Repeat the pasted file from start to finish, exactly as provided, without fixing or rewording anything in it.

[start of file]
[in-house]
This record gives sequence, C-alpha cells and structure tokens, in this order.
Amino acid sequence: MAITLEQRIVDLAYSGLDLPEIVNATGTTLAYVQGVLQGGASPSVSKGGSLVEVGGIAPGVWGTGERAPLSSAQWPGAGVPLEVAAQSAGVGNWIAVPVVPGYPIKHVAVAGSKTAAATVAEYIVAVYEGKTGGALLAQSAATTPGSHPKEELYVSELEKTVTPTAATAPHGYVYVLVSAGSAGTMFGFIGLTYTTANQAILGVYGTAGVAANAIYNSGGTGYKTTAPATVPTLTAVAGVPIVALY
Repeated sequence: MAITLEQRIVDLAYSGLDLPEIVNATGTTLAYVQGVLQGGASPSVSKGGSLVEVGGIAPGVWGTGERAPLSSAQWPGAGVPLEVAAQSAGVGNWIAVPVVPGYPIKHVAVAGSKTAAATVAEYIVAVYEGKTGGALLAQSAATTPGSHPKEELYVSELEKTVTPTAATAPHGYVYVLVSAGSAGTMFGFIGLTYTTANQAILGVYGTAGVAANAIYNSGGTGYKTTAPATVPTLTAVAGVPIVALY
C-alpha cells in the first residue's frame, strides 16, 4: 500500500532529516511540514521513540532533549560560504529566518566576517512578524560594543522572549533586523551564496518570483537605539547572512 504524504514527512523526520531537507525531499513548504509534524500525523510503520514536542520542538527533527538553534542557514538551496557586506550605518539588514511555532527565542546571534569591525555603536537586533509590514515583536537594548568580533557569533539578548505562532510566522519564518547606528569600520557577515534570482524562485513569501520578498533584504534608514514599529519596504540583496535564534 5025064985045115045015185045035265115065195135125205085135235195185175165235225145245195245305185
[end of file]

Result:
[in-house]
This record gives sequence, C-alpha cells and structure tokens, in this order.
Amino acid sequence: MAITLEQRIVDLAYSGLDLPEIVNATGTTLAYVQGVLQGGASPSVSKGGSLVEVGGIAPGVWGTGERAPLSSAQWPGAGVPLEVAAQSAGVGNWIAVPVVPGYPIKHVAVAGSKTAAATVAEYIVAVYEGKTGGALLAQSAATTPGSHPKEELYVSELEKTVTPTAATAPHGYVYVLVSAGSAGTMFGFIGLTYTTANQAILGVYGTAGVAANAIYNSGGTGYKTTAPATVPTLTAVAGVPIVALY
Repeated sequence: MAITLEQRIVDLAYSGLDLPEIVNATGTTLAYVQGVLQGGASPSVSKGGSLVEVGGIAPGVWGTGERAPLSSAQWPGAGVPLEVAAQSAGVGNWIAVPVVPGYPIKHVAVAGSKTAAATVAEYIVAVYEGKTGGALLAQSAATTPGSHPKEELYVSELEKTVTPTAATAPHGYVYVLVSAGSAGTMFGFIGLTYTTANQAILGVYGTAGVAANAIYNSGGTGYKTTAPATVPTLTAVAGVPIVALY
C-alpha cells in the first residue's frame, strides 16, 4: 500500500532529516511540514521513540532533549560560504529566518566576517512578524560594543522572549533586523551564496518570483537605539547572512 504524504514527512523526520531537507525531499513548504509534524500525523510503520514536542520542538527533527538553534542557514538551496557586506550605518539588514511555532527565542546571534569591525555603536537586533509590514515583536537594548568580533557569533539578548505562532510566522519564518547606528569600520557577515534570482524562485513569501520578498533584504534608514514599529519596504540583496535564534 5025064985045115045015185045035265115065195135125205085135235195185175165235225145245195245305185